• 15. Having examined the definition, nature and function of ‘Tragedy, Aristotle comes to its formative parts.
    Six formative elements of a tragedy
    Song
    Plot
    Spectacle
    Character
    Diction
    Thought
  • 16. Two kinds of Plots: simple and complex
    Simple:
    Plot is simple when the change in the fortunes of the hero takes place without peripety and discovery.
    Complex:
    The plot is complex when it involves one or the other or both. The Peripety is the change in the fortunes of the hero and the Discovery is a change from ignorance to knowledge.
    Aristotle prefers complex plot, for it startles and captures attention.
  • 17. Complex plots are those which have Peripety and Anagnorisis or Discovery or Recognition
    Peripeteia :
    Peripeteia means that human actions produce results exactly opposite to what was intended: it is working in blindness to one’s own defeat.
    It is a false step taken in the dark.(e.g., Macbeth)
    Anagnorisis:
    Anagnorisis or recognition is the realization of truth, the opening of the eyes, the sudden lightning-flash in the darkness.
  • 18. Characterization:-
    “A man who is not eminently good and just yet whose misfortune is not brought by vice or depravity but by some error of frailty”.
  • 19. Further Traits of Characters:-
  • 20. The Ideal Tragic Hero:-
    Suffering, not because of some deliberate villainy but because of some error of judgment.
  • 21. “Hamartia”
    Ignorance
    Hasty or careless view
    Decision taken voluntarily
    Othello
    Oedipus
    Hamlet
    It may be accompanied by normal imperfection, but it is not itself a moral imperfection, and in the purest tragic situation the suffering hero is not morally to blame.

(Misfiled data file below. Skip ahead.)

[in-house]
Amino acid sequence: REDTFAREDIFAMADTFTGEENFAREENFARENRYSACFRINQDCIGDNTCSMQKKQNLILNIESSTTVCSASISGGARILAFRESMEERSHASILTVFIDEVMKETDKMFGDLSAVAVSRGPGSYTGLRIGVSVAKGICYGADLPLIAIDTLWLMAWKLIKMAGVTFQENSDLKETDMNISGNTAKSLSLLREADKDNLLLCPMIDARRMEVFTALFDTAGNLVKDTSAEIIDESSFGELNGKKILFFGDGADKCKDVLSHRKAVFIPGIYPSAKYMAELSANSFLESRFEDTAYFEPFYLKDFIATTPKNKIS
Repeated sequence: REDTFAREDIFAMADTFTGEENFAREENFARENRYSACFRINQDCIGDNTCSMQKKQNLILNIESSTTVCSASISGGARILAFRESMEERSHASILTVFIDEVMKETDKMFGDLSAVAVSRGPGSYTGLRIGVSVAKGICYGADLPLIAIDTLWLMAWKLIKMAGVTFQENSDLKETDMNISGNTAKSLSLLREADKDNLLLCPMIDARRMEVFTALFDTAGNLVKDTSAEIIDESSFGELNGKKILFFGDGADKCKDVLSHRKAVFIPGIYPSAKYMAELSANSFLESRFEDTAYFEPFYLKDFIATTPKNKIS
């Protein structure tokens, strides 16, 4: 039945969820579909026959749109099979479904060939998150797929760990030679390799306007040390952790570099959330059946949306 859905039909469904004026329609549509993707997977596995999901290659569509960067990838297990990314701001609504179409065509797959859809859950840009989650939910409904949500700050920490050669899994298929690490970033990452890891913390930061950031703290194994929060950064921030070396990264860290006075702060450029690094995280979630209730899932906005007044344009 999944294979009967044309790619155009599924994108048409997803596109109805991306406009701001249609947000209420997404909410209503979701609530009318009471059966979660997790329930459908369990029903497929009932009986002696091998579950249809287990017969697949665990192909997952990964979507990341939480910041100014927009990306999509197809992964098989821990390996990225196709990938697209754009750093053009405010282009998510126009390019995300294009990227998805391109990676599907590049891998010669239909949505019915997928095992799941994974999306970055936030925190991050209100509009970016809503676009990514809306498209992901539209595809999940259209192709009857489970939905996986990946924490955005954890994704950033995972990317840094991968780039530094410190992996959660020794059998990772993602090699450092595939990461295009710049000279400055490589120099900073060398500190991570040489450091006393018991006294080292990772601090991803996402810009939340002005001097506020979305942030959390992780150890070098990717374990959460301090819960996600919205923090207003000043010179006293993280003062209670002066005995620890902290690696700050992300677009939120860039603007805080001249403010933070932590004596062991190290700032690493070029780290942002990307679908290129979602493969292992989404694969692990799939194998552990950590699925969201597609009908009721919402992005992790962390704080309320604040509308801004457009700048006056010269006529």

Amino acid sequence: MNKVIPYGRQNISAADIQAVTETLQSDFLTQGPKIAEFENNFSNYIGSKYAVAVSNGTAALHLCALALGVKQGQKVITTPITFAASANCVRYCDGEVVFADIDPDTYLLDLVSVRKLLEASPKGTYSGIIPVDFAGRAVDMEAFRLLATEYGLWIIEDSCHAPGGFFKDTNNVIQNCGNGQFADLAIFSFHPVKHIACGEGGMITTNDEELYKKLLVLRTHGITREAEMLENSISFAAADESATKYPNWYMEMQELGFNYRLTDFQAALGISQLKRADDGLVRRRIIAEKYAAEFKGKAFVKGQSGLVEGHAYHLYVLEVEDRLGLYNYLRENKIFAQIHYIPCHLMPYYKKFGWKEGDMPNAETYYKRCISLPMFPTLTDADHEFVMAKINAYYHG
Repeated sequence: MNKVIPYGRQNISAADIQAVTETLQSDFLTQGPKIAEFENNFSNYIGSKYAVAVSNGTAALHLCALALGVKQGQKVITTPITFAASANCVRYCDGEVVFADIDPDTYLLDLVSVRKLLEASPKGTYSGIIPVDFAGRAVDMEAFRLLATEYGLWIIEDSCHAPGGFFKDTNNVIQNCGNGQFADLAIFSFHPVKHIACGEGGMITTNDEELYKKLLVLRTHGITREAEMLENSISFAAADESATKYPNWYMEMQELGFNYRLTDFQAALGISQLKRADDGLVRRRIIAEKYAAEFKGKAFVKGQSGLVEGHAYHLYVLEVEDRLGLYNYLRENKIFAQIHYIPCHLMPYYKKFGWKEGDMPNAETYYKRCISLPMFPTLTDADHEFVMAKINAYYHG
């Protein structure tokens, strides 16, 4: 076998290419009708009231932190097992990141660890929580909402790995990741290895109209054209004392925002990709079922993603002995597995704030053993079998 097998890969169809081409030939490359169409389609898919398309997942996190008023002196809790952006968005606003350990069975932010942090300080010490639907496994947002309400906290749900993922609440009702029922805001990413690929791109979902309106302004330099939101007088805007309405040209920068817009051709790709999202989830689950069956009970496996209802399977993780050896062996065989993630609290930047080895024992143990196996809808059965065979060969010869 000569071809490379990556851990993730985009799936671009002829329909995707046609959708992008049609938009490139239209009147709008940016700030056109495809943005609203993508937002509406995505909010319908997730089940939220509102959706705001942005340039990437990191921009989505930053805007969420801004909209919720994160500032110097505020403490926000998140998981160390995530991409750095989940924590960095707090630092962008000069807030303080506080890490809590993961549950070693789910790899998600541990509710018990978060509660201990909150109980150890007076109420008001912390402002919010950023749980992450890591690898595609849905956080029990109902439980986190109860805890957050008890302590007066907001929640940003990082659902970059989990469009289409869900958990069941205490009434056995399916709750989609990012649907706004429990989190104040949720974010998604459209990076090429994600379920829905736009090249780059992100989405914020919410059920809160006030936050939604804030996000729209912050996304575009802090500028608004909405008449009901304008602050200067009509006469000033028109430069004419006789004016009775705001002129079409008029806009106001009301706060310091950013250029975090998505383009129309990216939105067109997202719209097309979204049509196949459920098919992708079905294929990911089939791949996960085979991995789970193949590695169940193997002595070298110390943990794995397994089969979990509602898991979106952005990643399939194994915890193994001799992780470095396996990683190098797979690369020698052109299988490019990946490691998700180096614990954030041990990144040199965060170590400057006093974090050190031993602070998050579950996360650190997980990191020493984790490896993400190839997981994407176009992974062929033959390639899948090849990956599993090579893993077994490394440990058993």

• 22. The Dramatic Unities
    Unity of Time
    #Comparing the Epic and the Tragedy:-
    “Tragedy tries as far as possible, to live within a single revolution of the sun, or only slightly to exceed it, whereas the epic observes no limits in its time of action”.
    About the Unity of Time he merely says in the Poetics that tragedy should confine itself, “as far as possible”, to a single revolution of the sun.
  • 23. Unity of Place
    Aristotle only mention when comparing the epic and the tragedy, that the epic can narrate a number of actions going on simultaneously in different parts, while in drama such simultaneous actions cannot be represented, for the stage is one part and not several parts, or places.
  • 24. Unity of Action
    We have already discussed about the unity of action so there is no need to repeat it but I would like to say that just don’t think only but put your thoughts into action – not said by Aristotle but it’s a thought of the day.
  • 25. My first PowerPoint Presentation
    This is my first PowerPoint Presentation. I know that there are lots of mistakes but I prepared it within a short time . But I assure you that I will make it better and at last thank you very much for watching and listening my presentation and me both.
    Yours,
    AshishTrivedi.
    Yours,
    AshishTrivedi